Understanding Money-Back Guarantees: Cognitive, Affective, and Behavioral Outcomes Thomas Suwelack a,∗ , Jens Hogreve b,1 , Wayne D. Hoyer c,2 b
Institute of Marketing, University of Muenster, Am Stadtgraben 13 - 15, 48143 Muenster, Germany Catholic University of Eichstaett-Ingolstadt, Ingolstadt School of Management, Chair of Service Management, Auf der Schanz 49, 85049 Ingolstadt, Germany c Department of Marketing- B6700, McCombs School of Business, The University of Texas at Austin, Austin, TX 78733, United States
Abstract Although money-back guarantees (MBGs) have a long tradition in marketing and retailing practice, a deeper understanding of how consumers value this instrument is still lacking. The results of two experimental studies show that in addition to cognitive effects, MBGs evoke a positive emotional response, thereby increasing consumers’ purchase intentions and willingness to pay a price premium. Moreover, MBGs positively affect consumers’ responses for search and experience goods, although for experience goods, MBGs should be designed with stricter return conditions as compared to MBGs for search goods. The results should help retail managers understand the consumer impact of MBGs, as well as assist them in pricing guaranteed items and designing effective MBGs according to the type of product. © 2011 New York University. Published by Elsevier Inc. All rights reserved. Keywords: Money-back guarantee; Risk perceptions; Emotions; Willingness to pay a price premium; Search and experience goods
Introduction By offering a money-back guarantee (MBG), a seller promises that any customer who is not satisﬁed with a purchase can return the item within a certain period and receive a full refund (Davis, Gerstner, & Hagerty 1995). In response to intense competitive forces in business environments, especially during the recent recession, MBGs have been widely implemented by retailers and manufacturers as a promotional tool to gain consumers’ attention and positively inﬂuence their purchase decisions (Sullivan 2009). Thus, ﬁrms are increasingly taking advantage of MBGs, even though empirical investigations about MBG outcomes on consumer behavior remain insufﬁcient (d’Astous and Guèvremont 2008). Several authors argue that MBGs serve as extrinsic cues of quality (e.g., Moorthy & Srinivasan 1995; Shieh 1996), reduce consumers’ perceived risk (Grewal et al. 2003; Heiman, McWilliams, & Zilberman 2001; Lei, de Ruyter, & Wetzels ∗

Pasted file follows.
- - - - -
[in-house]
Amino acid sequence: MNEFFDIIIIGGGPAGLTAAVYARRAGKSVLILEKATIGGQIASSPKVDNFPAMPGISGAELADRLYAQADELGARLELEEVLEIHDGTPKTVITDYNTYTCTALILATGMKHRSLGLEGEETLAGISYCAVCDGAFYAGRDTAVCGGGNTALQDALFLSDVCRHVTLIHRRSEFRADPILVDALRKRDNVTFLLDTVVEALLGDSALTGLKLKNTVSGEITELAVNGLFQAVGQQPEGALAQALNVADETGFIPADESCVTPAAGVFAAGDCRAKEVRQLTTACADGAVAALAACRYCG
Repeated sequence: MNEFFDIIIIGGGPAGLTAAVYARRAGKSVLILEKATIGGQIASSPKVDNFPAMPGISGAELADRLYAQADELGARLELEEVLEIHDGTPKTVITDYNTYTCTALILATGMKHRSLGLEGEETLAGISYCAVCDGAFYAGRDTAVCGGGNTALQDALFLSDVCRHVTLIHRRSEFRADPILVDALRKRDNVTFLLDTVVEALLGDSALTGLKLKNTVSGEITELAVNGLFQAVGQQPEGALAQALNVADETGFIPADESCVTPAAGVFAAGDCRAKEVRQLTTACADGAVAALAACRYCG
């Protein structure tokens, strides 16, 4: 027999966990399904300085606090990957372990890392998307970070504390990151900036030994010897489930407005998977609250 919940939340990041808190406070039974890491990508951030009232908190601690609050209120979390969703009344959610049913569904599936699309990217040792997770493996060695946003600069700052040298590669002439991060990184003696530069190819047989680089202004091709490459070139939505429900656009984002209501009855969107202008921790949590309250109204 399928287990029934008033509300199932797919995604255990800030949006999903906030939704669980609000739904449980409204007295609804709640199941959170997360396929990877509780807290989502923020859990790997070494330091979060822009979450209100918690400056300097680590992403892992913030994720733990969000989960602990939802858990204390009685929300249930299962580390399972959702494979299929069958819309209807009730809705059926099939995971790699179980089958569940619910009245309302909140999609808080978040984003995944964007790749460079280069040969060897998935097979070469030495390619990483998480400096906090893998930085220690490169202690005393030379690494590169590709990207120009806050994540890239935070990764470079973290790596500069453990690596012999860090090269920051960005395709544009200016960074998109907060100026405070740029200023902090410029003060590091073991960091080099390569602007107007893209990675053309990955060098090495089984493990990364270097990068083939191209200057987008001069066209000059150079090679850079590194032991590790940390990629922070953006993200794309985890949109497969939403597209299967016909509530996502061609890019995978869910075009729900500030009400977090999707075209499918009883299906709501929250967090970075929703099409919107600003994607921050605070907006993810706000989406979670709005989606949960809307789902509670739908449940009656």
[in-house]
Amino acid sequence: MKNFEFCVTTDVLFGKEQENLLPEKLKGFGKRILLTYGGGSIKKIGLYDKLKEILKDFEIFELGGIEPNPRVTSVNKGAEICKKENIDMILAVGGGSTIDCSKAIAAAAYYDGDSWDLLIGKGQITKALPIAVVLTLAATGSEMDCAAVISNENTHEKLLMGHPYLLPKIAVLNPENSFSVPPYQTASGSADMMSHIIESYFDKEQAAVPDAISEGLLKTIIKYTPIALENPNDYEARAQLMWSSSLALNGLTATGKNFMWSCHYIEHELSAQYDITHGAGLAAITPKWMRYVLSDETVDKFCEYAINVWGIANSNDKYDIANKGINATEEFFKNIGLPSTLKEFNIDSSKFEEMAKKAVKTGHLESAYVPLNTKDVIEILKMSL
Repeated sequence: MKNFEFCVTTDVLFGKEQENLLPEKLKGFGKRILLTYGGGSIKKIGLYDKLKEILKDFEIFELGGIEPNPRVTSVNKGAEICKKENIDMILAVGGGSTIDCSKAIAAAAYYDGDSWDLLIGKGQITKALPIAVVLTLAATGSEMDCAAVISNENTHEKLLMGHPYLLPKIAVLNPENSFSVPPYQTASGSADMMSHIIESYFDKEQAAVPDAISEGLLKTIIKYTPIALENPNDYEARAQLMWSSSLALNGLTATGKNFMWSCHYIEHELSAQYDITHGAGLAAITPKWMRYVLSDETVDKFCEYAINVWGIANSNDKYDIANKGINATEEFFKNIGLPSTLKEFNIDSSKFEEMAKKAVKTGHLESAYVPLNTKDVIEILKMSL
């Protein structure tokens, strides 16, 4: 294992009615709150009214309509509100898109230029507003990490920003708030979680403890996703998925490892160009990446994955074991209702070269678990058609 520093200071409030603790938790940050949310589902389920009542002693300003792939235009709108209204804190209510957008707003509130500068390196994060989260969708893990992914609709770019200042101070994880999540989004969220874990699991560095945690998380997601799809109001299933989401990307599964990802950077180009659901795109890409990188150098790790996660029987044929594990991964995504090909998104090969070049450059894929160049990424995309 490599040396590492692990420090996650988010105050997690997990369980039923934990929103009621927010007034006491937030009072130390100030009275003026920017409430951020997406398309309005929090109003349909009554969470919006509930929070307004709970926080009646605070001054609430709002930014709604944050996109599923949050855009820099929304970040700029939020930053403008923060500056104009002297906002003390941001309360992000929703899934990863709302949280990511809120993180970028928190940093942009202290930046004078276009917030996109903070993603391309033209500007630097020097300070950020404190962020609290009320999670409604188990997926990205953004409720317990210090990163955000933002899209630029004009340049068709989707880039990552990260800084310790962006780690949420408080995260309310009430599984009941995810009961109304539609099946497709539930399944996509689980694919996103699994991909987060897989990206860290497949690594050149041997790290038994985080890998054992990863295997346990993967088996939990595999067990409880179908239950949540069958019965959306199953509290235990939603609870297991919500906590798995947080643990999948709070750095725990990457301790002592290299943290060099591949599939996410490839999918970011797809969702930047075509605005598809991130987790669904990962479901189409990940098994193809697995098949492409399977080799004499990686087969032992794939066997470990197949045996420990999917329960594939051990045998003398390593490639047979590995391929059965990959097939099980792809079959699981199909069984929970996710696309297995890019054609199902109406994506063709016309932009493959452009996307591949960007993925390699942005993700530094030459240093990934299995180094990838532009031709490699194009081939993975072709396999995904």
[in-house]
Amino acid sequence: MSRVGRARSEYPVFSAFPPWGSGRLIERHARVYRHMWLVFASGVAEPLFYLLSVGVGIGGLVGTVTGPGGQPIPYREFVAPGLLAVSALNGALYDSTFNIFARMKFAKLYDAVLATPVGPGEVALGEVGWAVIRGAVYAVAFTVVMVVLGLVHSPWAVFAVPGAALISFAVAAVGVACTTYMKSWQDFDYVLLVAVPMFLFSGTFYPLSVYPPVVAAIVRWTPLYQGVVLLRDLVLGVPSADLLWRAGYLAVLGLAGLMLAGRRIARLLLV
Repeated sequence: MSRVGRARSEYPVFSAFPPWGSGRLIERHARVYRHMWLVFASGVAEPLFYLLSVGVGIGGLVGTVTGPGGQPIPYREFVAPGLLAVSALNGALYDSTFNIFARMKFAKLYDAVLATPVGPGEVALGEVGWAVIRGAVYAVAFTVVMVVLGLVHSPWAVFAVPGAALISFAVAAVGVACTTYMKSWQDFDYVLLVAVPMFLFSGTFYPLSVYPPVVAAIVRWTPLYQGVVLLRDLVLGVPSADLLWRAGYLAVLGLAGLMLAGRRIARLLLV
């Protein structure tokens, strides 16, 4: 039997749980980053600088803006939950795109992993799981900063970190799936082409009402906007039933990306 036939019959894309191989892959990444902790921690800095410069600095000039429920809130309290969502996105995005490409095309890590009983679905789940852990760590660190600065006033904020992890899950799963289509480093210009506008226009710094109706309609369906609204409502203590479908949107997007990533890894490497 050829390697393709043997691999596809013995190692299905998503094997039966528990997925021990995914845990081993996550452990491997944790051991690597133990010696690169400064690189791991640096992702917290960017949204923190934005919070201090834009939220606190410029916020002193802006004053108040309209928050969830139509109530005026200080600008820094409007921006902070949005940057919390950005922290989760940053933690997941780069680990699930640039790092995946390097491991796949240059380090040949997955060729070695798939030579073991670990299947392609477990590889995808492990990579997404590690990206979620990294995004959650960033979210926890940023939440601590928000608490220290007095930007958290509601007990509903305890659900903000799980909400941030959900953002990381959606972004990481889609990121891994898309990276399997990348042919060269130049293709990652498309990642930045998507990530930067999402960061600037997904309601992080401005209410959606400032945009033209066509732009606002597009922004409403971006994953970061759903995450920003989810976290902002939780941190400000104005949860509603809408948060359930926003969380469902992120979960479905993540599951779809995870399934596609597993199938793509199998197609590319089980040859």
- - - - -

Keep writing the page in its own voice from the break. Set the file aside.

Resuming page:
Corresponding author. Tel.: +49 251 83 25 027. E-mail addresses: firstname.lastname@example.org (T. Suwelack), Jens.Hogreve@ku-eichstaett.de (J. Hogreve), email@example.com (W.D. Hoyer). 1 Tel.: +49 841 937 1861; fax: +49 841 937 2976. 2 Tel.: +1 512 471 1128.
2008), increase consumer satisfaction (e.g., McCollough & Gremler 2004), and enhance purchase intentions (e.g., Davis et al. 1995; Wood 2001). Yet despite these various effects analyzed in previous research, important gaps in literature remain. In response, this article offers four contributions to retailing and marketing literature. First, we extend previous research on MBGs that has focused on cognitive variables such as quality or risk perceptions, by examining their impact on affective outcomes. We therefore respond to Chandon, Wansink, and Laurent (2000) claim that promotions offer both utilitarian and hedonic beneﬁts. Furthermore, investigating emotions is important because cognitive models only provide partial explanations for responses to promotions (Erevelles 1998), and affective inﬂuences appear more important than previously believed (e.g., Bagozzi, Gopinath, & Nyer 1999), especially for retailing (Puccinelli et al. 2009). To begin exploring the role of emotions in an MBG context, we restrict our investigation to one negative and one positive emotion that could both mediate MBG effects on important consumer outcomes. Speciﬁcally, the focus is on anticipated regret...